I should have learned long ago when my older brother handed me The Hobbit to trust his taste in books. Still, it's taken a couple years. There have been many cases when he would recommend a book, I'd tell him I'd get to it eventually, and then go about my daily life thinking I could find books perfectly well myself, thanks.
Then, since I'd delayed reading Mistborn by Brandon Sanderson much longer than necessary, he bought a copy and gave it to me. Since then I've been a bit more willing to trust. Also, he no longer has to remind me to read Brandon Sanderson's books.
Don't get me wrong. I liked it quite a lot. We've got an evil superpowered ruler and a team of resisters. We've got cool technology and character development. We've got edge-of-the-seat moments sprinkled with the ethics of rebellion.
What we're missing is the Brandon Avalanche -- the part of the book where stuff starts happening and then holy cow I didn't think of that and then things keep happening and, by the end, you're left in awe of the sheer brilliance of all the plot details and action you couldn't have imagined coming together in so short a time. Instead, we get a somewhat tamer climax.
But there are more books coming, and there are still questions unanswered. Nicely done, Sanderson.
As per usual, things were most exciting when we got to see the worldbuilding work. Supervillains -- called Epics -- exercise their powers and succumb to weaknesses. A city turned entirely to steel changes the lives of the people of Newcago. And we see how these things changed how one young man grew up -- David, the main character.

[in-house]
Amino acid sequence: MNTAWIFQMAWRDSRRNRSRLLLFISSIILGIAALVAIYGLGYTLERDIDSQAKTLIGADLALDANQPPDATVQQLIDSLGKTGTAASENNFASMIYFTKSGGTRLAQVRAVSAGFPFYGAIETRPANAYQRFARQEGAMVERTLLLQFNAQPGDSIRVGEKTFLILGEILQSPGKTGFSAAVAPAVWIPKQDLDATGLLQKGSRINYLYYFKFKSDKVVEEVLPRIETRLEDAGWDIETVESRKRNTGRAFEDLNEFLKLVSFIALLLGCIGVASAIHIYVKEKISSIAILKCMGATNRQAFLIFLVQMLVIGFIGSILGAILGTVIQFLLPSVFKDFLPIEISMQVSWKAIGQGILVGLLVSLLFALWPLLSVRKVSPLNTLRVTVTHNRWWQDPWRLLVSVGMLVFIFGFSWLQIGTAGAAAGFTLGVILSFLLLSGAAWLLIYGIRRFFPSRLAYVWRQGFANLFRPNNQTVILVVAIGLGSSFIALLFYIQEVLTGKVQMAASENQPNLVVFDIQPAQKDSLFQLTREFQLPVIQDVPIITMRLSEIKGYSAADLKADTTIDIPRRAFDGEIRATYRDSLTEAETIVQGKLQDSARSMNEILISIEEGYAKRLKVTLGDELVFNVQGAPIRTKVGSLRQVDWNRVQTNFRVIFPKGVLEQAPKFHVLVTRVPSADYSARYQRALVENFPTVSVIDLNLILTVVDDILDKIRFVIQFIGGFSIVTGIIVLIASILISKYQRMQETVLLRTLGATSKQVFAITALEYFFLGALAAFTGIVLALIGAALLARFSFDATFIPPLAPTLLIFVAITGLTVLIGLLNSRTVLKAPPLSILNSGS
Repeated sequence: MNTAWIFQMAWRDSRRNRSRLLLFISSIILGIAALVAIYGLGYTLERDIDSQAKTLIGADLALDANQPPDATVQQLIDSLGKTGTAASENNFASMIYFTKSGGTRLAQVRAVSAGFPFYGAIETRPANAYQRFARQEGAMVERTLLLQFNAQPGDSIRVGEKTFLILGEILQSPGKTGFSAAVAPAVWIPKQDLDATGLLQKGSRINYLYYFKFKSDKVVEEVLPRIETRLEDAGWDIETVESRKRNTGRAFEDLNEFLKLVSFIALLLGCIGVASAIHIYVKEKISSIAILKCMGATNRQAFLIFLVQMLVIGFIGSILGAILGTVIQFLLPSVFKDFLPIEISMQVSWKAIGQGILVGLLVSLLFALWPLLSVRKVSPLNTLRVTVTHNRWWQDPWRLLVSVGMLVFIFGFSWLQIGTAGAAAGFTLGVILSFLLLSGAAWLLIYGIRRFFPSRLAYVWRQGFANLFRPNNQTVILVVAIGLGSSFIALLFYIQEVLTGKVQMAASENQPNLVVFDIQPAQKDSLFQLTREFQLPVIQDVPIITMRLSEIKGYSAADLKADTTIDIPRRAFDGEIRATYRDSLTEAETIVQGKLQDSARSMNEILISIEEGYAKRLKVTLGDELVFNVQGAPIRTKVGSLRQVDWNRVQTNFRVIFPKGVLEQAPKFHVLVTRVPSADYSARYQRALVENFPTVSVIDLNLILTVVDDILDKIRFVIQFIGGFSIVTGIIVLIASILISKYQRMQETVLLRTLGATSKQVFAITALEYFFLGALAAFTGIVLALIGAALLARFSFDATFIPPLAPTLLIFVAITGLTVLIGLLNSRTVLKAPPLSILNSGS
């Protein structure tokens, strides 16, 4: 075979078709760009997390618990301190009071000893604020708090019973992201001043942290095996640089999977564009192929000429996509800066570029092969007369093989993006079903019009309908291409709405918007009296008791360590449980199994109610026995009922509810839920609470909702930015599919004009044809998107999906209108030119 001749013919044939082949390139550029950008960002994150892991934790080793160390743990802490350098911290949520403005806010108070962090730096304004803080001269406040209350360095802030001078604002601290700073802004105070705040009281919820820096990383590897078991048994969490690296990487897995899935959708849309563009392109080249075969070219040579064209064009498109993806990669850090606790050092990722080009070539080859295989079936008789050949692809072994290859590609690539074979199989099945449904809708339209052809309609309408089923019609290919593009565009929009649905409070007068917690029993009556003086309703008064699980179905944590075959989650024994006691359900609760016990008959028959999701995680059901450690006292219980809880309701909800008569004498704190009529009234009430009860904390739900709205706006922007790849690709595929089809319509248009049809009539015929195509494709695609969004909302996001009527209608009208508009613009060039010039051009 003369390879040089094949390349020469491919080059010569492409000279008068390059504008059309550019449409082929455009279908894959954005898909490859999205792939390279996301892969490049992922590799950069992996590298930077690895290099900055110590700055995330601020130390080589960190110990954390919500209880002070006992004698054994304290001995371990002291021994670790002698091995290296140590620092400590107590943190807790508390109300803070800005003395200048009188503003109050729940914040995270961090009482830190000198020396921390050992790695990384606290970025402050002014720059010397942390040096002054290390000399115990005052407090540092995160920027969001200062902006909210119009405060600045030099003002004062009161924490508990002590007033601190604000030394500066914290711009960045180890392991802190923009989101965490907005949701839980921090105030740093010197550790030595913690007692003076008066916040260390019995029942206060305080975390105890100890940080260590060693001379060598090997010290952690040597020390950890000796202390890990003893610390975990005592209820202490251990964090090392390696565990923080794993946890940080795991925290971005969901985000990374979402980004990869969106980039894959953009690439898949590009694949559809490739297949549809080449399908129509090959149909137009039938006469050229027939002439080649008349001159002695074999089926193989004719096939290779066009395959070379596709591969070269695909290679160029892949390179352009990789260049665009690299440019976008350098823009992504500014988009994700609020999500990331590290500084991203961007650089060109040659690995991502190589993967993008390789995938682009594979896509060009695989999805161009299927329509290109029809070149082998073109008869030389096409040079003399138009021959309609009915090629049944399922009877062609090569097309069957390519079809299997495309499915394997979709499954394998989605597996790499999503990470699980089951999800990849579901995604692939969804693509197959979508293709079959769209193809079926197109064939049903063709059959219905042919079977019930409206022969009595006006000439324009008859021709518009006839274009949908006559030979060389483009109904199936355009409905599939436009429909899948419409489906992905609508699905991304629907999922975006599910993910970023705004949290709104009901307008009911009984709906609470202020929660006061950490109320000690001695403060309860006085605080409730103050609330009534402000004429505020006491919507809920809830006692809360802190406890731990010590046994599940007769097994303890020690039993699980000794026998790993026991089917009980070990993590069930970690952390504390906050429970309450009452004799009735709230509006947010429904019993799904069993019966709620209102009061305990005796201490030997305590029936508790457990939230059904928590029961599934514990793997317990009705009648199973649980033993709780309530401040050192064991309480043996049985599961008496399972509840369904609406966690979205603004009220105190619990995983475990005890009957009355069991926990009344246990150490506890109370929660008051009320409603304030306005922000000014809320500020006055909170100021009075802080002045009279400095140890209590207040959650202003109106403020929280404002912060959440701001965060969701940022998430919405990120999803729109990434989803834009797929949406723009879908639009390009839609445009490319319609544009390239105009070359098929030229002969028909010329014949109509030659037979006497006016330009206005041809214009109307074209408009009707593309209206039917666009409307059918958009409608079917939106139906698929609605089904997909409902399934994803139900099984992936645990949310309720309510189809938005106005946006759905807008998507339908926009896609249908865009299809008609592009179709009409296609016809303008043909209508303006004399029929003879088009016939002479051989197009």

David is kind of awkward. I had to accept the awkwardness as part of the character and not the writing itself, but once I did, I was willing to go along with some of the running jokes (David's inability to make a good metaphor, being distracted in his thoughts as he talks to the reader, etc.). It works to show a kid who didn't get a normal childhood because he was too busy plotting revenge on his father's killer and still has some growing up to do. (Seeing this quirky 18-year-old guy launched into a group of hardened fighters is pretty endearing.)
The book isn't long, but it's packed full. Details are dropped at a headlong run as the story progresses, which was great, but description isn't Sanderson's strongest point. Again, I got used to it as we went along, but I might have wished some of the information to be more smoothly integrated into the plot. Usually I cared too much about what was happening for it to pull me out.
Team and leadership dynamics are some of Sanderson's favorite things, and we revisit those here. I love that in a tough, dystopian world, Sanderson makes his characters laugh. The thing is, he seems to like to do that by inserting at least one character who acts the clown. I love zany, humorous characters, but it's just not as fun when an author uses the same zany, humorous character every time (okay, so just once before in Alloy of Law, but still).
I've been nitpicking, but that doesn't negate the fact that I read this book within a day even though I kept telling myself I had homework to do. Do yourself a favor. Read this one, and then wait breathlessly for Firefight to come out next year.
And Mr. Sanderson? Bring back the avalanche. I know you want to.